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Living Atypically

“We all know that distinctiveness – originality – is valuable. We are all taught to ‘be yourself.’ What I’m really asking you to do is to embrace and be realistic about how much energy it takes to maintain that distinctiveness. The world wants you to be typical – in a thousand ways, it pulls at you. Don’t let it happen.” – Jeff Bezos, from his final letter to shareholders as CEO

That pulling at you bit is the trick, isn’t it? We all want to be integral in the lives of those who mean so much to us. We all want to be the glue that holds it all together. We all want to belong, somewhere deep down. And it feels like for that to happen you must be… consistent. Predictable. Who you’re supposed to be.

I don’t know what atypical means to Jeff Bezos. What’s the ask here? To work relentlessly for the company objectives and scratch and claw your way to the top, or something entirely different? The Amazon culture received plenty of bad press along the way. But doesn’t everything atypical? And Amazon is atypical, and in being so, culturally transformative. Bezos also said this in his letter:

“If you want to be successful in business (in life, actually), you have to create more than you consume. Your goal should be to create value for everyone you interact with.”

I can’t argue with this, can you? So what of us? As the world slowly opens up again, what are we to do with the freedom of movement? Will we return to what we once were, or gently alter course towards what we’ve always wanted to be? How are we creating value? For we’re more than individuals living our “best life”, we’re a part of something bigger than ourselves.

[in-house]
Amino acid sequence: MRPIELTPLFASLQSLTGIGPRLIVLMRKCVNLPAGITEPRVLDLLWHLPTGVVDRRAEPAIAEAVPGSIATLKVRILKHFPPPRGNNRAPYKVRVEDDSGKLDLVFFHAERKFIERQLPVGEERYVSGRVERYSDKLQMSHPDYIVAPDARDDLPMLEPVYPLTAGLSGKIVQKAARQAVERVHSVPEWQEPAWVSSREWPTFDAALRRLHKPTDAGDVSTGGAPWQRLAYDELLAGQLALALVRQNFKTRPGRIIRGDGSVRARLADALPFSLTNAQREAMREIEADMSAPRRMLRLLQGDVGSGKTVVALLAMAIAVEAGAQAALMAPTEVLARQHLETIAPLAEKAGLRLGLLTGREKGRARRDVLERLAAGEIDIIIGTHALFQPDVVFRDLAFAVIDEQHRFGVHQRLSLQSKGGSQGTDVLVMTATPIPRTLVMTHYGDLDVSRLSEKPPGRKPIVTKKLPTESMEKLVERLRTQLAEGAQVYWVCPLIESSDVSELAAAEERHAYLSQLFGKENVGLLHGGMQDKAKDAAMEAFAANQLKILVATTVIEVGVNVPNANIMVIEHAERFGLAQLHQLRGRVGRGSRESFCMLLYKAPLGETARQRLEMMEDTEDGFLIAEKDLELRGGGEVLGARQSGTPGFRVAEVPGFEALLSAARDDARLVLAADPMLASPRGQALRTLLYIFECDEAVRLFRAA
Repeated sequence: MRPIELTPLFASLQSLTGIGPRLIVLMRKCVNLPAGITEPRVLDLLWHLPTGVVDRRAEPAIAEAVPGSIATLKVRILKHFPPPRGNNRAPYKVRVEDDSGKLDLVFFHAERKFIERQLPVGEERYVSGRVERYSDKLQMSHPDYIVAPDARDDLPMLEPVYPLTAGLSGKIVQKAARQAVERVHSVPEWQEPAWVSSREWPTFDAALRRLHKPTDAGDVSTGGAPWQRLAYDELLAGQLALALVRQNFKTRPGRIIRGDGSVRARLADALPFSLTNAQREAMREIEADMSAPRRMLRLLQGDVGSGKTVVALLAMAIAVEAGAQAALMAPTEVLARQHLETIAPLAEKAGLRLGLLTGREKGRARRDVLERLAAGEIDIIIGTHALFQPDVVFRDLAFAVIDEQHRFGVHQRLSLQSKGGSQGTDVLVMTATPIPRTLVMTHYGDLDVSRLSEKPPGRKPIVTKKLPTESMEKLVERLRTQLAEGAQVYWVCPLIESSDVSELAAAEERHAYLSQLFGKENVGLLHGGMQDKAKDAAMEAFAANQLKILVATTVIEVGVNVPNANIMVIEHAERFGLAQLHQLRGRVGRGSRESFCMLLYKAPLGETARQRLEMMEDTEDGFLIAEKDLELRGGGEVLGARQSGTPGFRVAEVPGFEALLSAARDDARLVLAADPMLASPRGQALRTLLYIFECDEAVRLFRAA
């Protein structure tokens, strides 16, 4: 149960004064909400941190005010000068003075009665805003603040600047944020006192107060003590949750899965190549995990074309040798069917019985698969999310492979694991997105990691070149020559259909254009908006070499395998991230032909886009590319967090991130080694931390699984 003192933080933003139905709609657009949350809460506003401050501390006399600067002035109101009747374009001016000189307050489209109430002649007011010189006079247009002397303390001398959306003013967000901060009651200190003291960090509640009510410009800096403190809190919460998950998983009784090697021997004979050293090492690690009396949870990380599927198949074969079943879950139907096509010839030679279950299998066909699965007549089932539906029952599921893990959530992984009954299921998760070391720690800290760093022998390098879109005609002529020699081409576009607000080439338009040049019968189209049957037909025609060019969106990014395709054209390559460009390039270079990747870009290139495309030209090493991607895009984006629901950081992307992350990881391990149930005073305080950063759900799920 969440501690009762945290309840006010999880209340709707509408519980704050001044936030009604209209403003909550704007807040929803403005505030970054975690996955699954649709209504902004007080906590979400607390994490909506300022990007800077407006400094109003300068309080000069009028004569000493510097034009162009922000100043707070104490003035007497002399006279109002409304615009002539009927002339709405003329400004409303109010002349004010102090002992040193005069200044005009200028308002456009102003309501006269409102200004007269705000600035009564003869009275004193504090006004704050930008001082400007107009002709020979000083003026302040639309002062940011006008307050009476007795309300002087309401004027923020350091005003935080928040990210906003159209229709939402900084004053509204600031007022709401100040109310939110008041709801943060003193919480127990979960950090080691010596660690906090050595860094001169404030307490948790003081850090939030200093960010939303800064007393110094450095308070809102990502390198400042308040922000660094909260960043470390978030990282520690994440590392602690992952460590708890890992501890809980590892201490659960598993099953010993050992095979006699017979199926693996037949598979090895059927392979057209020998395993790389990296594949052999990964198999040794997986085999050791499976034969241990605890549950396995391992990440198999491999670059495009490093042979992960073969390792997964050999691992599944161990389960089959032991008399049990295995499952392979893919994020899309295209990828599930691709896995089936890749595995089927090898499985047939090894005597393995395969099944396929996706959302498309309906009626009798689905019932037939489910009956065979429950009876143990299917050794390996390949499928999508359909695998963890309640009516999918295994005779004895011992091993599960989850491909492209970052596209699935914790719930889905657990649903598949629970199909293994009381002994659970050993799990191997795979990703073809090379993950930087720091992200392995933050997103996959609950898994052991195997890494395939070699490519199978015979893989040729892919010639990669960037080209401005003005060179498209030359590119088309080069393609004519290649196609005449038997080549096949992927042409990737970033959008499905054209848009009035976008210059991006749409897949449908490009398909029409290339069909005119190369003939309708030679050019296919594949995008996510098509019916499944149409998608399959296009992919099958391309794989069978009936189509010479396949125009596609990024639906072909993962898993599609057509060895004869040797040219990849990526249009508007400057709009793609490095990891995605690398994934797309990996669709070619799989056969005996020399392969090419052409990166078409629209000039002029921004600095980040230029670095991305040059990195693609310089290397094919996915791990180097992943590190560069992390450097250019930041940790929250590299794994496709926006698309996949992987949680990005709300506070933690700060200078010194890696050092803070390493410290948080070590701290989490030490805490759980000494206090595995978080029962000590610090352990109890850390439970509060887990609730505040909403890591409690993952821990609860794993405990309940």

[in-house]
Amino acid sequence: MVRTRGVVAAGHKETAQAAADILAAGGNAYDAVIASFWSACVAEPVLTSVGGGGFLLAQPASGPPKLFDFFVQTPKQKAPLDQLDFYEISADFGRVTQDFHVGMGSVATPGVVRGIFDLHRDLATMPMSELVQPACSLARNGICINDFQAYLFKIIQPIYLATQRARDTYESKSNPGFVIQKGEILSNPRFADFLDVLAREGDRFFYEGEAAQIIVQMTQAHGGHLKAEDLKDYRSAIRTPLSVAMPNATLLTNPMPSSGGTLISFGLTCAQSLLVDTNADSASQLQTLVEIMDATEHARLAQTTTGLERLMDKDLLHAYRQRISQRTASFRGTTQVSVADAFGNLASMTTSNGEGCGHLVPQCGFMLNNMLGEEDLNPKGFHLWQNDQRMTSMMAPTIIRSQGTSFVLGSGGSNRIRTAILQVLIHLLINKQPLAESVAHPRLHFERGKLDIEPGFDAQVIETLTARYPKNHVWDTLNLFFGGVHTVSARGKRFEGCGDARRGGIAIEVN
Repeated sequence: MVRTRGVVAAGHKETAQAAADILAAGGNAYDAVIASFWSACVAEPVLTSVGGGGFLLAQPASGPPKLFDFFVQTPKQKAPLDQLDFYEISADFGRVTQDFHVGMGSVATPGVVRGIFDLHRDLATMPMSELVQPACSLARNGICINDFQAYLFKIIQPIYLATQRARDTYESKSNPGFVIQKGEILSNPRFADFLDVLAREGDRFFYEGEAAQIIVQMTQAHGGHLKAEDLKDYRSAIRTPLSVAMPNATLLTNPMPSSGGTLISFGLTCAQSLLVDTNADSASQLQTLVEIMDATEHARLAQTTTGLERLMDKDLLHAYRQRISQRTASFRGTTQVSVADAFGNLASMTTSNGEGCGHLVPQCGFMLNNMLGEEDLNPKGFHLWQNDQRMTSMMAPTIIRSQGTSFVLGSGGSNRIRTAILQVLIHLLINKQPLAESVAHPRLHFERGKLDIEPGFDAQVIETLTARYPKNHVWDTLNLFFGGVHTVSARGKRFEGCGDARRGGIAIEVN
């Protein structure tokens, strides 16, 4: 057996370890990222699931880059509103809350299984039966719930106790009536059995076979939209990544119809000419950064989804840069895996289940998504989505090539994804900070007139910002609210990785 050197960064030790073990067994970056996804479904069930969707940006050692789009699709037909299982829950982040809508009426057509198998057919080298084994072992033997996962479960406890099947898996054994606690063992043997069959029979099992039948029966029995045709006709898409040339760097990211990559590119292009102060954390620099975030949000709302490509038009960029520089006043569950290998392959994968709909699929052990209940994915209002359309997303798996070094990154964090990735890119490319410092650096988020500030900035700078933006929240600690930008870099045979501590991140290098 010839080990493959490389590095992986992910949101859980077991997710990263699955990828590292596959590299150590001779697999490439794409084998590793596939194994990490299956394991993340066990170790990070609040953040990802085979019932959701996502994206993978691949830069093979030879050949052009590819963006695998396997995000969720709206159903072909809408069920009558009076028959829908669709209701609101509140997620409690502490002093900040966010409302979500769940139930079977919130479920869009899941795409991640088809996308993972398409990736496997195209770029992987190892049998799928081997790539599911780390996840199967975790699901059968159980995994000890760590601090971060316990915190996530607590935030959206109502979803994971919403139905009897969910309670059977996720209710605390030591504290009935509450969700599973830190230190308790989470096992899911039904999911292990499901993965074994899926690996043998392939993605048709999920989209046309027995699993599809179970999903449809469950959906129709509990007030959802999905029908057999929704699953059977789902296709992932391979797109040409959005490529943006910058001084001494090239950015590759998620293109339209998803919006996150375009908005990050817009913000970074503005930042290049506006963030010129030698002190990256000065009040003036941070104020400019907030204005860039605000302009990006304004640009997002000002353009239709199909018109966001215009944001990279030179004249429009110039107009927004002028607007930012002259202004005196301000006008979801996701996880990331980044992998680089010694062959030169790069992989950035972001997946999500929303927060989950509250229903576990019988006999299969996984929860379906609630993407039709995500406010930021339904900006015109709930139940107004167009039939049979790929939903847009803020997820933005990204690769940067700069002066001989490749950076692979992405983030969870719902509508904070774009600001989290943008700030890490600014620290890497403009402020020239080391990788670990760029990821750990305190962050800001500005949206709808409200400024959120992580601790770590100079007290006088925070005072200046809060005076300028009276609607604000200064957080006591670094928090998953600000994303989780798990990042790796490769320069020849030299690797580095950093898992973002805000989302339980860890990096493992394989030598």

“You have to pay a price for your distinctiveness, and it’s worth it. The fairy tale version of “be yourself” is that all the pain stops as soon as you allow your distinctiveness to shine. That version is misleading. Being yourself is worth it, but don’t expect it to be easy or free. You’ll have to put energy into it continuously.”

We have this wee bit of time, and then the dance is done. The challenge is to keep thinking bigger, adding more value and meaning in your life and for those around you. This in itself is atypical in a way, isn’t it? So many bury themselves in distraction and pettiness and mock outrage. Where’s the value in that? Get outside of yourself and go build something of substance from that burning vision you have.

I encourage you to read that shareholder letter. There’s a lot of boldness in there, and it’s clear that Bezos isn’t done yet. And neither should we be done. For there’s so much more to do. In our own unique way.

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